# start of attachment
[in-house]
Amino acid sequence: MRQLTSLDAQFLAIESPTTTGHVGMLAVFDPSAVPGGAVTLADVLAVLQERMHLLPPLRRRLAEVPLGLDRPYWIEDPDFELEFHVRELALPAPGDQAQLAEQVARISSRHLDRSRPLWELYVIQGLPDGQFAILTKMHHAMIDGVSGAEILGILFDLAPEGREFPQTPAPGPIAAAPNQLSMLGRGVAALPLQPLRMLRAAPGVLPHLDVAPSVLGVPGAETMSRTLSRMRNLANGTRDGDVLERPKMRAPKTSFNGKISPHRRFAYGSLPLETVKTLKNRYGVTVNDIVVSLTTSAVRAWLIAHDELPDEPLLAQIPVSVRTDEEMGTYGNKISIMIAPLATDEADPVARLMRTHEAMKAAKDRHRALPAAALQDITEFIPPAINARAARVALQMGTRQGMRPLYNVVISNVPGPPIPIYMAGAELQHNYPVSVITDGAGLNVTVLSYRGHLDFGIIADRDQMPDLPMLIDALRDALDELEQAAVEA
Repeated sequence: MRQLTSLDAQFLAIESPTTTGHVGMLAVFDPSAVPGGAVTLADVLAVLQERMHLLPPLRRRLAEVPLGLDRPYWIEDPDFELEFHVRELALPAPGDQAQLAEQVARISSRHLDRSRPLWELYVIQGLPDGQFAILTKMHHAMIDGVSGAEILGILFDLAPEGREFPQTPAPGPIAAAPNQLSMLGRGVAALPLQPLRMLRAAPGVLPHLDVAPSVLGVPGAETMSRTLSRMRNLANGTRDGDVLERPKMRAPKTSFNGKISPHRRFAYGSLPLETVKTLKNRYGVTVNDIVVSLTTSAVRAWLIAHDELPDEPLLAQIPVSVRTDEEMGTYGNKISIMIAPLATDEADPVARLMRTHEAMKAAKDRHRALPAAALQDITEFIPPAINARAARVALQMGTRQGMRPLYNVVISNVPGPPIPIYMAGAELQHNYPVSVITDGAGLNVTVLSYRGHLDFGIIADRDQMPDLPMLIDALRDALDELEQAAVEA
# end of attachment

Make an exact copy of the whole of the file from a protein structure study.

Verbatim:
[in-house]
Amino acid sequence: MRQLTSLDAQFLAIESPTTTGHVGMLAVFDPSAVPGGAVTLADVLAVLQERMHLLPPLRRRLAEVPLGLDRPYWIEDPDFELEFHVRELALPAPGDQAQLAEQVARISSRHLDRSRPLWELYVIQGLPDGQFAILTKMHHAMIDGVSGAEILGILFDLAPEGREFPQTPAPGPIAAAPNQLSMLGRGVAALPLQPLRMLRAAPGVLPHLDVAPSVLGVPGAETMSRTLSRMRNLANGTRDGDVLERPKMRAPKTSFNGKISPHRRFAYGSLPLETVKTLKNRYGVTVNDIVVSLTTSAVRAWLIAHDELPDEPLLAQIPVSVRTDEEMGTYGNKISIMIAPLATDEADPVARLMRTHEAMKAAKDRHRALPAAALQDITEFIPPAINARAARVALQMGTRQGMRPLYNVVISNVPGPPIPIYMAGAELQHNYPVSVITDGAGLNVTVLSYRGHLDFGIIADRDQMPDLPMLIDALRDALDELEQAAVEA
Repeated sequence: MRQLTSLDAQFLAIESPTTTGHVGMLAVFDPSAVPGGAVTLADVLAVLQERMHLLPPLRRRLAEVPLGLDRPYWIEDPDFELEFHVRELALPAPGDQAQLAEQVARISSRHLDRSRPLWELYVIQGLPDGQFAILTKMHHAMIDGVSGAEILGILFDLAPEGREFPQTPAPGPIAAAPNQLSMLGRGVAALPLQPLRMLRAAPGVLPHLDVAPSVLGVPGAETMSRTLSRMRNLANGTRDGDVLERPKMRAPKTSFNGKISPHRRFAYGSLPLETVKTLKNRYGVTVNDIVVSLTTSAVRAWLIAHDELPDEPLLAQIPVSVRTDEEMGTYGNKISIMIAPLATDEADPVARLMRTHEAMKAAKDRHRALPAAALQDITEFIPPAINARAARVALQMGTRQGMRPLYNVVISNVPGPPIPIYMAGAELQHNYPVSVITDGAGLNVTVLSYRGHLDFGIIADRDQMPDLPMLIDALRDALDELEQAAVEA